On the subject of Jesus, despite the lack of direct evidence, it seems more likely that there was a chap in Judea around 30AD with that name (sorry Biggy), rather than the likelihood that the Christian founders were completely pulling everything out of thin arse.  Doesn't mean he was God, or even that he did or said anything all that memorable so, as far as I'm concerned, the historical Jesus isn't that important.  I'd like to see a proper, literal film adaptation of the Gospels, with Jesus killing fig trees and being shirty to everyone.

Re: When historical films don't reflect history
« Reply #24 on: March 14, 2010, 09:37:14 PM »
Invictus? Despite the event that the film is based on happening only fifteen years ago, the film has no end of inaccuricies.

Jemble Fred

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Re: When historical films don't reflect history
« Reply #25 on: March 14, 2010, 09:41:06 PM »
It's pretty much like saying that Inglourious Bastards isn't fictional because there actually was a World War 2.

Sorry, but it is extremely different to that. You can't compare legends that have existed for millennia to a screenplay written a few years ago about relatively recent history.

Just as there is no proof that Paris and Helen existed, there is absolutely no reason to believe that they – or historical figures very like them – didn't. All we have to go on is the existing retelling, distorted by generations of embellishment. So you have to make a leap of faith on the subject of whether these stories were originally faithful reportage or not. I prefer to opt for the less boring option, that most legends do have a firm base in reality.

For all that, I have to concur that the movie 'Troy' was dull as shit.

biggytitbo

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Re: When historical films don't reflect history
« Reply #26 on: March 14, 2010, 10:21:18 PM »
I think for a film its fair game to take some liberties with the facts. You can't create a 2 hour commercial entertainment film out of an historical event without compressing and combining events and without creating composite characters. The problem comes not when every little detail isn't right but when you betray the substantive truth of the event. Most WW2 films are rubbish on the details but at least get the substantive facts right. JFK is an unusual example in that nobody agrees on either the details or the substantive facts - indeed Oliver Stone never claimed to be making a docudrama, he set out to make a counter-myth to the official myth. If nobody can agree on an event then any film is merely a speculative fiction anyway.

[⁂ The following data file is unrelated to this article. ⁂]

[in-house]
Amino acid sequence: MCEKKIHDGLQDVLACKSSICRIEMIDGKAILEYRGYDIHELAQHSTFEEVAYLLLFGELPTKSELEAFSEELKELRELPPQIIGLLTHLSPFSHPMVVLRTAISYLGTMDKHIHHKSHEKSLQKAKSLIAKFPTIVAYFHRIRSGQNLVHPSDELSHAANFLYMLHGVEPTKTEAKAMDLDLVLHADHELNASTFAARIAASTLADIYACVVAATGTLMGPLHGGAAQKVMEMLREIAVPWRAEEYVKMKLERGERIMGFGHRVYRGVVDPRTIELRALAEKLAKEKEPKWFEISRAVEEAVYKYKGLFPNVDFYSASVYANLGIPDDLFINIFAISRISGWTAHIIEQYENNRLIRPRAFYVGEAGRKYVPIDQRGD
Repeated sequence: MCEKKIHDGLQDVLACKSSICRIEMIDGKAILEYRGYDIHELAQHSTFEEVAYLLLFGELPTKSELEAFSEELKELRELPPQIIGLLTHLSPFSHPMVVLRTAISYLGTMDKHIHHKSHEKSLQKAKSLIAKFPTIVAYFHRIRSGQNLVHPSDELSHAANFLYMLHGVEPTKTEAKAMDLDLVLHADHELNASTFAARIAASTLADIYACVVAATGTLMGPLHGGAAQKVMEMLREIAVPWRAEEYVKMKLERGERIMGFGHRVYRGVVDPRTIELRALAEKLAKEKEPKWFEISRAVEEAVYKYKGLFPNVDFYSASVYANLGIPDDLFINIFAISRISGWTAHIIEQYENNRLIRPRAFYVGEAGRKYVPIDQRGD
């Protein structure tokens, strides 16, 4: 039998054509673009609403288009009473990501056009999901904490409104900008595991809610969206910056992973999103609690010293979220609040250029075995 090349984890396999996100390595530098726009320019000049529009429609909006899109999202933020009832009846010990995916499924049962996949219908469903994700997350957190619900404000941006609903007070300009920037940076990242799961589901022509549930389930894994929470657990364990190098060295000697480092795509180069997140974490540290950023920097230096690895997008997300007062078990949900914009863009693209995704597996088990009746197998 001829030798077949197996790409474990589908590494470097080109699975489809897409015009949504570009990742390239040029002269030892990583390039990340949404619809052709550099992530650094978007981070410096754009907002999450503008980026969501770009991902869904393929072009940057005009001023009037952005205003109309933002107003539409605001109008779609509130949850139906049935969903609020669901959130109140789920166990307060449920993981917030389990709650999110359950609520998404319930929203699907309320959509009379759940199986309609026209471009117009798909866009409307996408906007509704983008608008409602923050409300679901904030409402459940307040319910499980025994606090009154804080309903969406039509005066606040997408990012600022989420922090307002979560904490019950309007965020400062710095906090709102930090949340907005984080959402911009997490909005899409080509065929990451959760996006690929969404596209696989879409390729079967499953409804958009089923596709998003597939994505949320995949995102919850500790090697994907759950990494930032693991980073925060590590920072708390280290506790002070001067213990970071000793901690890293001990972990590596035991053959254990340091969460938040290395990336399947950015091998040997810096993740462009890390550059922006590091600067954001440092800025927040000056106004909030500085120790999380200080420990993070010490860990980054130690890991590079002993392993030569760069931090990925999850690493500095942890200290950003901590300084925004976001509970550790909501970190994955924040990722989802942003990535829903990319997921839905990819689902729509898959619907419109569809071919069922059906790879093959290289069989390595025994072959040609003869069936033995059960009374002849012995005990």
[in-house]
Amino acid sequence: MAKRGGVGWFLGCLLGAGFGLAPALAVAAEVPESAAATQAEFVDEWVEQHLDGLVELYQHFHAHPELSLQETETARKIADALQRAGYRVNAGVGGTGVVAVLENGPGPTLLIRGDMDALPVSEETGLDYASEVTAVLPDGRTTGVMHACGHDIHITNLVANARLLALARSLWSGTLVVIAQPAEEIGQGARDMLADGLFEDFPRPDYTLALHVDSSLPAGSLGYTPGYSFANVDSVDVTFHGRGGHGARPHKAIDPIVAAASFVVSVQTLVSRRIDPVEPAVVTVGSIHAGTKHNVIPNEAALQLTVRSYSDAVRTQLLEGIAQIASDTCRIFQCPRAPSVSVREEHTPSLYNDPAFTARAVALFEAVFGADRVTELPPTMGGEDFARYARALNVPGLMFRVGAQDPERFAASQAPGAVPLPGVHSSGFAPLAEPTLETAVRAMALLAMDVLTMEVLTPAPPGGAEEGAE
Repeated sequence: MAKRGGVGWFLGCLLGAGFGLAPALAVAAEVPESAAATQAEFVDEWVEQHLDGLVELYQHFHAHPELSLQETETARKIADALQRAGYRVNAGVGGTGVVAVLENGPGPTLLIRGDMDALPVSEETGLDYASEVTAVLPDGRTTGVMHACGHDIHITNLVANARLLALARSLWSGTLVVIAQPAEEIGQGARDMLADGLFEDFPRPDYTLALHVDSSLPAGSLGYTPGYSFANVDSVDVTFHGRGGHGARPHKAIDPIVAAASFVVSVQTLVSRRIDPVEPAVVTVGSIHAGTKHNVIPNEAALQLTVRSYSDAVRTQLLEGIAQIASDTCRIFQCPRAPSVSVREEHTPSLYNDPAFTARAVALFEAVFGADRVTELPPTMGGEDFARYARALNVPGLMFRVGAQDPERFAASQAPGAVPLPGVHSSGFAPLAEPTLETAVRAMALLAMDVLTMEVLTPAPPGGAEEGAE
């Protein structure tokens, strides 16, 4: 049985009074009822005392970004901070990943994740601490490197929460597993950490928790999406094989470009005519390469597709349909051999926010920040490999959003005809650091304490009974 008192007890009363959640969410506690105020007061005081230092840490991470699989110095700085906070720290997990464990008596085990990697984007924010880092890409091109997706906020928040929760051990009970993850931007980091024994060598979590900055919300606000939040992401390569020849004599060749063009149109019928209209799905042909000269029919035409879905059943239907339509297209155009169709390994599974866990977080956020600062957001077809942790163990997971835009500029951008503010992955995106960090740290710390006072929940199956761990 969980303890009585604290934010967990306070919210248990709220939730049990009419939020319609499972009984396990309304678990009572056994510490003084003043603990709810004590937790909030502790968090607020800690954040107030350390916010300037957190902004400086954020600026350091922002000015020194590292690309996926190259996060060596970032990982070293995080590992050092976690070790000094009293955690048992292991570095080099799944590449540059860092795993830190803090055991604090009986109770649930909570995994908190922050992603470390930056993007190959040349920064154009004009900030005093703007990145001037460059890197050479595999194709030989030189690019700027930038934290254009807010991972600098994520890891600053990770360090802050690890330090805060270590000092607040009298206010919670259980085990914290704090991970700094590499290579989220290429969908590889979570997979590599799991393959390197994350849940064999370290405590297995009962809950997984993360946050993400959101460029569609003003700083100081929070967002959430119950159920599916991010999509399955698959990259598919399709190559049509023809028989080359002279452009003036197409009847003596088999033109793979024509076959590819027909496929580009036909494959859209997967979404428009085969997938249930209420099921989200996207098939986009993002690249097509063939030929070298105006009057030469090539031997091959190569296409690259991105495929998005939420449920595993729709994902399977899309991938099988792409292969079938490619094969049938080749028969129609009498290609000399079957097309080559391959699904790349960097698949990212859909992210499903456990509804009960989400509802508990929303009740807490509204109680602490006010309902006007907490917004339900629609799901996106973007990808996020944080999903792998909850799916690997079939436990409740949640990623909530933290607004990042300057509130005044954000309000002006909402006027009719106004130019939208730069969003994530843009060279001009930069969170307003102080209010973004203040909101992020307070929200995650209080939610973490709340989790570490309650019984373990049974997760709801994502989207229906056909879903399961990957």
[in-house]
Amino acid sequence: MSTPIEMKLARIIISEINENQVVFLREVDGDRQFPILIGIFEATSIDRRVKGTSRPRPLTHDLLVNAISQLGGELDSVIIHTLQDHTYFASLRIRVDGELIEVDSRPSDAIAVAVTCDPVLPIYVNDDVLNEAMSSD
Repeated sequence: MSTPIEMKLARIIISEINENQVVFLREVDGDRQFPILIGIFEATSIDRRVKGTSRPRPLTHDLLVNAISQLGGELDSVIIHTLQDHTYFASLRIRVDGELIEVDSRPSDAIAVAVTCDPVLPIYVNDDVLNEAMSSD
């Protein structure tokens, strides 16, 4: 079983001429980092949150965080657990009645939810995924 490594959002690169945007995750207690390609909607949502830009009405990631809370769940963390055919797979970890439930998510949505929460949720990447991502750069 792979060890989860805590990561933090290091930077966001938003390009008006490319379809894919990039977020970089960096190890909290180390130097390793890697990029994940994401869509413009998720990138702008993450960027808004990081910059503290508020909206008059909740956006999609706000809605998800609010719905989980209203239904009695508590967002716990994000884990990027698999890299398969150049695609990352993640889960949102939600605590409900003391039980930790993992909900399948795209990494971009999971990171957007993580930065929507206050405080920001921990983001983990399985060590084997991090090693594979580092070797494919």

Bingo Fury

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Re: When historical films don't reflect history
« Reply #27 on: March 14, 2010, 10:38:01 PM »
I remember seeing that and thinking it was the worst film ever made. It certainly stopped me taking his BBC2 movie recommendations seriously.

What did it for me was when he prefaced one of his choices with "This is not a great film. But it has Warren Oates in it."

Santa's Boyfriend

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Re: When historical films don't reflect history
« Reply #28 on: March 14, 2010, 11:13:48 PM »
Apparently the surviving men from the event that The Great Escape was based on always booed when Steve McQueen appeared onscreen.

The guys that fought the battle for heavy water also hated the film Heroes of Telemark, said it was a load of bollocks from beginning to end.

Desi Rascal

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Re: When historical films don't reflect history
« Reply #29 on: March 14, 2010, 11:54:52 PM »
iirc the veterans of the Burma Star gave Bridge over the river kwai short shrift over the depiction of Alec Guinness' Character,whom was based upon author Pierre Boules recollection of his own interned French Collaborator officers, rather than the actual British Co on the Burma Railway.


 Stretching it out a bit into literature how about the bun fight between Andy Mcnab (bravo two zero)and Chris Ryan (the one that got away), when the two surviving participants of a historical event cannot agree on what actually happened between themselves, what chance has anyone else got?